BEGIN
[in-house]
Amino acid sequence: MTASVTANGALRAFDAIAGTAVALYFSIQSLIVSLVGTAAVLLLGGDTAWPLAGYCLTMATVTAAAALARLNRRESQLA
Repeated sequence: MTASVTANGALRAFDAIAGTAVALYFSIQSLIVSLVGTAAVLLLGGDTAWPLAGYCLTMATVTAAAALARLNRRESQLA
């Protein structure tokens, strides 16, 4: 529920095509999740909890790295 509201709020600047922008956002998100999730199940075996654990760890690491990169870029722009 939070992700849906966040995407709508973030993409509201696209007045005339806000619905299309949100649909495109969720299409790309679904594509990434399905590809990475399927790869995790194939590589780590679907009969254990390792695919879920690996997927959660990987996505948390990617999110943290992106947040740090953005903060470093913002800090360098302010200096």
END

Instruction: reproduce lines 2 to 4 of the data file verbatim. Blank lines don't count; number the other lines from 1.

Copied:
Amino acid sequence: MTASVTANGALRAFDAIAGTAVALYFSIQSLIVSLVGTAAVLLLGGDTAWPLAGYCLTMATVTAAAALARLNRRESQLA
Repeated sequence: MTASVTANGALRAFDAIAGTAVALYFSIQSLIVSLVGTAAVLLLGGDTAWPLAGYCLTMATVTAAAALARLNRRESQLA
């Protein structure tokens, strides 16, 4: 529920095509999740909890790295 509201709020600047922008956002998100999730199940075996654990760890690491990169870029722009 939070992700849906966040995407709508973030993409509201696209007045005339806000619905299309949100649909495109969720299409790309679904594509990434399905590809990475399927790869995790194939590589780590679907009969254990390792695919879920690996997927959660990987996505948390990617999110943290992106947040740090953005903060470093913002800090360098302010200096």